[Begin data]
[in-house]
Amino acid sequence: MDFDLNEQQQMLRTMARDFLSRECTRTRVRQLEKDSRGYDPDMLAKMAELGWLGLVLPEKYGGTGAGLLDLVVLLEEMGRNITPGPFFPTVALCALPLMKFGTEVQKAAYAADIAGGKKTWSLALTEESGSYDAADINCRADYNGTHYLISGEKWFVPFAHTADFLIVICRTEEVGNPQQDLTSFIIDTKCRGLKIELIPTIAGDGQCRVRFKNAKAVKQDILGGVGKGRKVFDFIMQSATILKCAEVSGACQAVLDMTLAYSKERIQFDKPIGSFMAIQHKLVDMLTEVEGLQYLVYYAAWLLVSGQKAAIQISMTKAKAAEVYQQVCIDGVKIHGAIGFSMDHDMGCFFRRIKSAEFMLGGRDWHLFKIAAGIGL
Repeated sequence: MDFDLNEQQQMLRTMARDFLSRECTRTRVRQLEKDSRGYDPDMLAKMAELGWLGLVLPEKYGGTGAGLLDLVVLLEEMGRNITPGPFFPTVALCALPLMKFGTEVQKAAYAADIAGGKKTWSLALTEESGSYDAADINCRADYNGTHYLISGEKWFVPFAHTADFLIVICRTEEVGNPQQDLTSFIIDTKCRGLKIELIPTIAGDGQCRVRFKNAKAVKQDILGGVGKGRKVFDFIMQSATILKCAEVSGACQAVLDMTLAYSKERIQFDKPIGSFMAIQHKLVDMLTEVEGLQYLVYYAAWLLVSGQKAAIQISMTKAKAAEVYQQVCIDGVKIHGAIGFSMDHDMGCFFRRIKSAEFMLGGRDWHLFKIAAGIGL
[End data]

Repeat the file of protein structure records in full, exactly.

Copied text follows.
[in-house]
Amino acid sequence: MDFDLNEQQQMLRTMARDFLSRECTRTRVRQLEKDSRGYDPDMLAKMAELGWLGLVLPEKYGGTGAGLLDLVVLLEEMGRNITPGPFFPTVALCALPLMKFGTEVQKAAYAADIAGGKKTWSLALTEESGSYDAADINCRADYNGTHYLISGEKWFVPFAHTADFLIVICRTEEVGNPQQDLTSFIIDTKCRGLKIELIPTIAGDGQCRVRFKNAKAVKQDILGGVGKGRKVFDFIMQSATILKCAEVSGACQAVLDMTLAYSKERIQFDKPIGSFMAIQHKLVDMLTEVEGLQYLVYYAAWLLVSGQKAAIQISMTKAKAAEVYQQVCIDGVKIHGAIGFSMDHDMGCFFRRIKSAEFMLGGRDWHLFKIAAGIGL
Repeated sequence: MDFDLNEQQQMLRTMARDFLSRECTRTRVRQLEKDSRGYDPDMLAKMAELGWLGLVLPEKYGGTGAGLLDLVVLLEEMGRNITPGPFFPTVALCALPLMKFGTEVQKAAYAADIAGGKKTWSLALTEESGSYDAADINCRADYNGTHYLISGEKWFVPFAHTADFLIVICRTEEVGNPQQDLTSFIIDTKCRGLKIELIPTIAGDGQCRVRFKNAKAVKQDILGGVGKGRKVFDFIMQSATILKCAEVSGACQAVLDMTLAYSKERIQFDKPIGSFMAIQHKLVDMLTEVEGLQYLVYYAAWLLVSGQKAAIQISMTKAKAAEVYQQVCIDGVKIHGAIGFSMDHDMGCFFRRIKSAEFMLGGRDWHLFKIAAGIGL